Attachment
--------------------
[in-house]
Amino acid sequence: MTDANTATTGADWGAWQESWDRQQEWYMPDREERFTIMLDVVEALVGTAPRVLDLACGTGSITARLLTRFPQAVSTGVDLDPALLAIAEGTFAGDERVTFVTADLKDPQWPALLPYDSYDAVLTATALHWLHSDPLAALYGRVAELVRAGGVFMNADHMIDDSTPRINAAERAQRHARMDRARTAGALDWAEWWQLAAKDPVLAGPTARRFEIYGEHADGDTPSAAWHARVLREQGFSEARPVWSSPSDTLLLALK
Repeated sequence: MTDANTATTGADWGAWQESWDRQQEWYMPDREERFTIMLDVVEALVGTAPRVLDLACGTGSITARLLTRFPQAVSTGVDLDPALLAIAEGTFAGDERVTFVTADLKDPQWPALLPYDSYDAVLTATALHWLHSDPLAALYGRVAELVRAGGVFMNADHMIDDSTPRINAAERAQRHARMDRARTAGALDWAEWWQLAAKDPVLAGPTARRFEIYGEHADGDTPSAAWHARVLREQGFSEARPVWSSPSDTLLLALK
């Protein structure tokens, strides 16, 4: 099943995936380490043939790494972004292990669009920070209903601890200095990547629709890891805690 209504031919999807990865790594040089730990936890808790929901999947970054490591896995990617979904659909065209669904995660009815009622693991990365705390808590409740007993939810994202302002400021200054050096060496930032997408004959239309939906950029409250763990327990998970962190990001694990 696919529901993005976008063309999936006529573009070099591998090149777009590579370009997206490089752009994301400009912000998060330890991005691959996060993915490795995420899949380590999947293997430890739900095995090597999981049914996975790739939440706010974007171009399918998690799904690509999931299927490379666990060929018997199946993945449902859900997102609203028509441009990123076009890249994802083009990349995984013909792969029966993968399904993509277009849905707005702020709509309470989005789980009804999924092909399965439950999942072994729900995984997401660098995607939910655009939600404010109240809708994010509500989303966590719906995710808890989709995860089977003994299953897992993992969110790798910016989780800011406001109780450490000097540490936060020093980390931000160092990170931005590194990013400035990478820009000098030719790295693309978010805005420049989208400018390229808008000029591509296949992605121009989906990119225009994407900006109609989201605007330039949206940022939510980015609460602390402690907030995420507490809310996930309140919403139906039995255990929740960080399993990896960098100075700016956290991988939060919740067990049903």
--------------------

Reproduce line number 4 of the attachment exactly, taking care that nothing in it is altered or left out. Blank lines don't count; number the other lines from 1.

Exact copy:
């Protein structure tokens, strides 16, 4: 099943995936380490043939790494972004292990669009920070209903601890200095990547629709890891805690 209504031919999807990865790594040089730990936890808790929901999947970054490591896995990617979904659909065209669904995660009815009622693991990365705390808590409740007993939810994202302002400021200054050096060496930032997408004959239309939906950029409250763990327990998970962190990001694990 696919529901993005976008063309999936006529573009070099591998090149777009590579370009997206490089752009994301400009912000998060330890991005691959996060993915490795995420899949380590999947293997430890739900095995090597999981049914996975790739939440706010974007171009399918998690799904690509999931299927490379666990060929018997199946993945449902859900997102609203028509441009990123076009890249994802083009990349995984013909792969029966993968399904993509277009849905707005702020709509309470989005789980009804999924092909399965439950999942072994729900995984997401660098995607939910655009939600404010109240809708994010509500989303966590719906995710808890989709995860089977003994299953897992993992969110790798910016989780800011406001109780450490000097540490936060020093980390931000160092990170931005590194990013400035990478820009000098030719790295693309978010805005420049989208400018390229808008000029591509296949992605121009989906990119225009994407900006109609989201605007330039949206940022939510980015609460602390402690907030995420507490809310996930309140919403139906039995255990929740960080399993990896960098100075700016956290991988939060919740067990049903």